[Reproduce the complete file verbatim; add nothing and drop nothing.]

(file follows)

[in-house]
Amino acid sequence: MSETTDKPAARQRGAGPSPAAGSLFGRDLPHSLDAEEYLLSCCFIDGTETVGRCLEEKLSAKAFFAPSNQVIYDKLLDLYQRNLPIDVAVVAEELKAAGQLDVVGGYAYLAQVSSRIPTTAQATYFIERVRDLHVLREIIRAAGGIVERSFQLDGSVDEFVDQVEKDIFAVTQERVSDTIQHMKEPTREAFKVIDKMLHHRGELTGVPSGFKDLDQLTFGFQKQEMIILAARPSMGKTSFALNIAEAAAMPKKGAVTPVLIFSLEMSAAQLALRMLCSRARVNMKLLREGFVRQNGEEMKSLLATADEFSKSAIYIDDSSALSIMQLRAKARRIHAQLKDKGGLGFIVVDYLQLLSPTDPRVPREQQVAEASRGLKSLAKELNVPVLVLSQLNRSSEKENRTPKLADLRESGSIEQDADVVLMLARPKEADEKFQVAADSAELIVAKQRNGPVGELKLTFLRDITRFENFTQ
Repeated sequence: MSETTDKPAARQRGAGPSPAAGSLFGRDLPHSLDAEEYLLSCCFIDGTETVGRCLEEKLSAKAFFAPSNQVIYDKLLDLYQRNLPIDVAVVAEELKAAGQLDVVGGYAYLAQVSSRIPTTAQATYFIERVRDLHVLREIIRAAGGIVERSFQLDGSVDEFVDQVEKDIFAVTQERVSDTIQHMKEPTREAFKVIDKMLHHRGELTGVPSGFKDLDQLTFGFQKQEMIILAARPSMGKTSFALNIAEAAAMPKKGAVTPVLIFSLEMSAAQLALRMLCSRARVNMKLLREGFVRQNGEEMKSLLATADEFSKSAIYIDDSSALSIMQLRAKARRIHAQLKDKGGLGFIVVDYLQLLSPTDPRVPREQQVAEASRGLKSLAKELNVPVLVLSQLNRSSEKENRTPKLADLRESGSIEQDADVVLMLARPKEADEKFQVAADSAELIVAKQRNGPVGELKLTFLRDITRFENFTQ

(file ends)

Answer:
[in-house]
Amino acid sequence: MSETTDKPAARQRGAGPSPAAGSLFGRDLPHSLDAEEYLLSCCFIDGTETVGRCLEEKLSAKAFFAPSNQVIYDKLLDLYQRNLPIDVAVVAEELKAAGQLDVVGGYAYLAQVSSRIPTTAQATYFIERVRDLHVLREIIRAAGGIVERSFQLDGSVDEFVDQVEKDIFAVTQERVSDTIQHMKEPTREAFKVIDKMLHHRGELTGVPSGFKDLDQLTFGFQKQEMIILAARPSMGKTSFALNIAEAAAMPKKGAVTPVLIFSLEMSAAQLALRMLCSRARVNMKLLREGFVRQNGEEMKSLLATADEFSKSAIYIDDSSALSIMQLRAKARRIHAQLKDKGGLGFIVVDYLQLLSPTDPRVPREQQVAEASRGLKSLAKELNVPVLVLSQLNRSSEKENRTPKLADLRESGSIEQDADVVLMLARPKEADEKFQVAADSAELIVAKQRNGPVGELKLTFLRDITRFENFTQ
Repeated sequence: MSETTDKPAARQRGAGPSPAAGSLFGRDLPHSLDAEEYLLSCCFIDGTETVGRCLEEKLSAKAFFAPSNQVIYDKLLDLYQRNLPIDVAVVAEELKAAGQLDVVGGYAYLAQVSSRIPTTAQATYFIERVRDLHVLREIIRAAGGIVERSFQLDGSVDEFVDQVEKDIFAVTQERVSDTIQHMKEPTREAFKVIDKMLHHRGELTGVPSGFKDLDQLTFGFQKQEMIILAARPSMGKTSFALNIAEAAAMPKKGAVTPVLIFSLEMSAAQLALRMLCSRARVNMKLLREGFVRQNGEEMKSLLATADEFSKSAIYIDDSSALSIMQLRAKARRIHAQLKDKGGLGFIVVDYLQLLSPTDPRVPREQQVAEASRGLKSLAKELNVPVLVLSQLNRSSEKENRTPKLADLRESGSIEQDADVVLMLARPKEADEKFQVAADSAELIVAKQRNGPVGELKLTFLRDITRFENFTQ